Boise Weekly

Support Local Journalism


Subscribe


I realize this issue drops at something of a moment for the City of Trees. By mid-year, Boise had experienced an earthquake, the Black Lives Matter movement and, last but not least, a global pandemic that did more damage to our culture, economy and politics than a tornado ever could. Someone somewhere is sitting on a winning Apocalypse Bingo card.

As long as the sun shines, however, there will always be stories to tell—and Boise Weekly will be there to tell them. There’s a new mayor (Lauren McLean), a new record store (Modern Sounds) and a new presidential contender (Kanye West, apparently). Yeet. Consider this issue a dedication to the million and one happenings that add up to this thing we call “Boise.”

Since March, COVID-19 has been the proverbial elephant in the room. It has lurked in the background of every conversation, business decision and political calculation. Its ramifications have spread far and wide. The pandemic has shuttered much of the economy, sparking protests at the Idaho State Capitol and making face masks—as I write this, a required accessory in the City of Trees—as much a safety precaution as a statement of support for public health experts. Mark my words: The disease will leave a mark that lasts for generations.

In the short run, thousands of people have died around the country, and many more face dire financial straits as businesses close and the Idaho Department of Labor struggles to keep pace with claims for unemployment benefits. Loved ones and livelihoods, beloved businesses and the carefree feeling of summer have been lost.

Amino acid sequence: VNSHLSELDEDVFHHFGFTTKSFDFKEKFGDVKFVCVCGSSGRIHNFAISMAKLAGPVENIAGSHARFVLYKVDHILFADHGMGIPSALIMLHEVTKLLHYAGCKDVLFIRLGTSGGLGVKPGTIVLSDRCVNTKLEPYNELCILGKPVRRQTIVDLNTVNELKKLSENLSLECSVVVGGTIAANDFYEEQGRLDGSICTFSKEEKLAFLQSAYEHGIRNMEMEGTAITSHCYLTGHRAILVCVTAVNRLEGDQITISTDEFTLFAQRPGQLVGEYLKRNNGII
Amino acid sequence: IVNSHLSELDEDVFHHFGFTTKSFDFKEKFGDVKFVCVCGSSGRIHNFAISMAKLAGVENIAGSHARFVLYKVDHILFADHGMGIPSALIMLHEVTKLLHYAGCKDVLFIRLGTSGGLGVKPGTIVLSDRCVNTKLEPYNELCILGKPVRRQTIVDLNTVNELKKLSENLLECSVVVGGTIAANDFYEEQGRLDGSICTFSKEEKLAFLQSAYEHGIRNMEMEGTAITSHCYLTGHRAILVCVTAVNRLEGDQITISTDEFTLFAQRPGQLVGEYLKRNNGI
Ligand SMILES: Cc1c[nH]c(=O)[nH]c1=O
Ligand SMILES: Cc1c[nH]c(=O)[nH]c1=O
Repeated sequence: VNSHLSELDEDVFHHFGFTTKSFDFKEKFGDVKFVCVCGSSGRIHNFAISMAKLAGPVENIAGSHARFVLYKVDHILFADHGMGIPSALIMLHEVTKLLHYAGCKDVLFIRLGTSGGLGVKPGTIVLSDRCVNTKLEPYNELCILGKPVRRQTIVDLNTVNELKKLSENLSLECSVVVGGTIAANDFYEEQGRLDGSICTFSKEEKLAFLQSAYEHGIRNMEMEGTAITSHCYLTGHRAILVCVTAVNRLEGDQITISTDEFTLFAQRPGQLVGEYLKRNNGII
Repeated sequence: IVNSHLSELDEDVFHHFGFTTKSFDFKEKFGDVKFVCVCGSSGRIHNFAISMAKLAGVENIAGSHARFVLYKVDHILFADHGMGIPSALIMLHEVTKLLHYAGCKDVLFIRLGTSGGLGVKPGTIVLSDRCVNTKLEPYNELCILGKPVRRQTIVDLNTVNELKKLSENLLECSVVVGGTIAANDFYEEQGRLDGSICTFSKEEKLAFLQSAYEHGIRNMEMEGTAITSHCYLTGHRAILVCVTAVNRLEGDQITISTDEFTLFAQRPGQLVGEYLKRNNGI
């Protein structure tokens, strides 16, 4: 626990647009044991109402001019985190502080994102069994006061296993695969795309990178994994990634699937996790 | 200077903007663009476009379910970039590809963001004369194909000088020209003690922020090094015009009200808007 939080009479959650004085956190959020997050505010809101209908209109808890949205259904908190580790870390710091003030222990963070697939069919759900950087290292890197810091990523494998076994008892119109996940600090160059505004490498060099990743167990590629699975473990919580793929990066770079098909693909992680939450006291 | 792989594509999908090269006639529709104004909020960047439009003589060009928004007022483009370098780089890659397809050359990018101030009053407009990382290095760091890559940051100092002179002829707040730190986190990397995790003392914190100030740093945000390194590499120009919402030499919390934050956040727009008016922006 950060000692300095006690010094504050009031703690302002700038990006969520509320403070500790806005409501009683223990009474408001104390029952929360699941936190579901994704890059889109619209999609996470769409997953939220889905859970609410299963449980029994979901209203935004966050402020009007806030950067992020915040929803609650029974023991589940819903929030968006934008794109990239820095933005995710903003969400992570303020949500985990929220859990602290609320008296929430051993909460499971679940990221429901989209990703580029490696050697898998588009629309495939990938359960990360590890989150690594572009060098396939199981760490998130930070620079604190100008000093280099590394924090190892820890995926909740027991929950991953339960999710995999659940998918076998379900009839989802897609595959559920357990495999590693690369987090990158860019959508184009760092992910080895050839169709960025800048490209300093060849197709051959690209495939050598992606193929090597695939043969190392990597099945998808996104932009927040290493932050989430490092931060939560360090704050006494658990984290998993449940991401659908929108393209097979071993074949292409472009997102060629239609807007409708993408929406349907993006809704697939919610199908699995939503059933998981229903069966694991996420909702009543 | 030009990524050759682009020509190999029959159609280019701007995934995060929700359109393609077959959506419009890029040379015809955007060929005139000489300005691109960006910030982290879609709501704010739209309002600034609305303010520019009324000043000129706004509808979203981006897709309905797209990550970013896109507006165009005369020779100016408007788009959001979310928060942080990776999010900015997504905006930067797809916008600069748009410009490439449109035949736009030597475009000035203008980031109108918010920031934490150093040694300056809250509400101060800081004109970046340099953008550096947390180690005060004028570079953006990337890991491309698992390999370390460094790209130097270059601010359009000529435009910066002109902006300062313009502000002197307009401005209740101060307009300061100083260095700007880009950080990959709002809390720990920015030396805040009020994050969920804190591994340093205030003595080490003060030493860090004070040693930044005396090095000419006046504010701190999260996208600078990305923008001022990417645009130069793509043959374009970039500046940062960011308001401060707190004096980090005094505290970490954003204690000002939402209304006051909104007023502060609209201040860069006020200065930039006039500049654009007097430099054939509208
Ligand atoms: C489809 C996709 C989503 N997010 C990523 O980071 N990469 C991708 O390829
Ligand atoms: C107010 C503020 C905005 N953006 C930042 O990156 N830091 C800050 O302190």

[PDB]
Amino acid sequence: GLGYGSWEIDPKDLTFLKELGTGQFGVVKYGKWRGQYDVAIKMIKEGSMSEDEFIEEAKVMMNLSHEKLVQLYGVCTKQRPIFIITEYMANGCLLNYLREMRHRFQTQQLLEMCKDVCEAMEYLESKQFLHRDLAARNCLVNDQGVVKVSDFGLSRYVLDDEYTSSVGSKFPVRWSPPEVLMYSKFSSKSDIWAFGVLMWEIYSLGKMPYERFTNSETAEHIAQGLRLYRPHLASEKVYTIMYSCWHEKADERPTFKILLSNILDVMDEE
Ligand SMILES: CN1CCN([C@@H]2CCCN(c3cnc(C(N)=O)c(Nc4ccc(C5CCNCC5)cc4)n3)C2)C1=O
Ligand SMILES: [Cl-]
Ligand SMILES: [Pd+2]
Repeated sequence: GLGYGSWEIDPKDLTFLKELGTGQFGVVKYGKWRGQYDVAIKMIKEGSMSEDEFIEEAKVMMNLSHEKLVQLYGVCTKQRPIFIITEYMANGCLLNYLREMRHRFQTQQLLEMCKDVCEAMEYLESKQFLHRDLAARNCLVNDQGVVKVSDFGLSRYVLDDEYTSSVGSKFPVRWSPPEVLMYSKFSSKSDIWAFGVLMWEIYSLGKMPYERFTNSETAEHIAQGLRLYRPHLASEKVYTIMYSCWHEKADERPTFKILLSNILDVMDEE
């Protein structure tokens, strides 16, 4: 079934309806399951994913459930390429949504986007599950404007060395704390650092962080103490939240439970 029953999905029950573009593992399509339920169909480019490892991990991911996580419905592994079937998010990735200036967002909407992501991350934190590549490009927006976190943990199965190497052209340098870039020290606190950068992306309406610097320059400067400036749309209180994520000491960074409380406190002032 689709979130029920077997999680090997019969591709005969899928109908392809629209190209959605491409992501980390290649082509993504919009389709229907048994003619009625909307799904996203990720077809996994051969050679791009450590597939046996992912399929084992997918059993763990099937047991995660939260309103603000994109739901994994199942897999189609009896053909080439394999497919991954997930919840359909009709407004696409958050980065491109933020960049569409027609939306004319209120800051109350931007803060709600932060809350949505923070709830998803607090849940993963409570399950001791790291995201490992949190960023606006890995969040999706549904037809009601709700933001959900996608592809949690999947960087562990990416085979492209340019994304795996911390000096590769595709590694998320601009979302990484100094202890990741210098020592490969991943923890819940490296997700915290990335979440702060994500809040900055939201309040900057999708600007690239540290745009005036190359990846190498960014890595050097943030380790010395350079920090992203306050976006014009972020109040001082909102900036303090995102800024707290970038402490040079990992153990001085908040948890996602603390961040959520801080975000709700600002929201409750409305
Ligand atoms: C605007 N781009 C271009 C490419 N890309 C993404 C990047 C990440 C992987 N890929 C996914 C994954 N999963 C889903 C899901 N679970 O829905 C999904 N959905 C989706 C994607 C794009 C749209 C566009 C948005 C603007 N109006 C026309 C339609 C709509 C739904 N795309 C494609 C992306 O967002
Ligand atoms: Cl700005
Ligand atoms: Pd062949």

As if a pandemic weren’t enough, on May 25, George Floyd, a Black man, was killed by a police officer in Minneapolis, kicking off protests nationwide, including in Boise. The heat on the issue has not waned; instead, it has intensified and developed a policy goal of defunding the police. Protesters pressing to replace an armed police force with a corps of specialized community responders have squared off against police supporters on the plaza of Boise City Hall.

Uplifting stories have come out of this year: With artists out of work, a consortium of arts groups gathered to create a general fund to help Boise’s art scene survive the financial downturn. A movement has begun around businesses owned or run by Black, Indigenous and people of color. Mayor McLean has promised to make her administration the most open and transparent in Boise history, releasing a bevy of reports from her advisory groups that offer a glimpse into the priorities she’ll pursue during her tenure.

Local companies have had a hard go of things, but many have taken a creative tack toward reaching their customers and keeping their doors open. Even as the economy slumps (and without minimizing the severe economic damage that has been done), many shops, restaurants and service providers have been at the forefront of a Renaissance in how they conduct business safely and profitably.

Through it all, the Boise River still flows. As I often say, Best of Boise is a chance for this paper to listen to its readers. Through this process, we learn what Boiseans think is the best, and I hope that when people pick up and read this issue, they will do so with an eye toward what is beautiful and good about this place and the people who live here.

—Harrison Berry, Editor

Load comments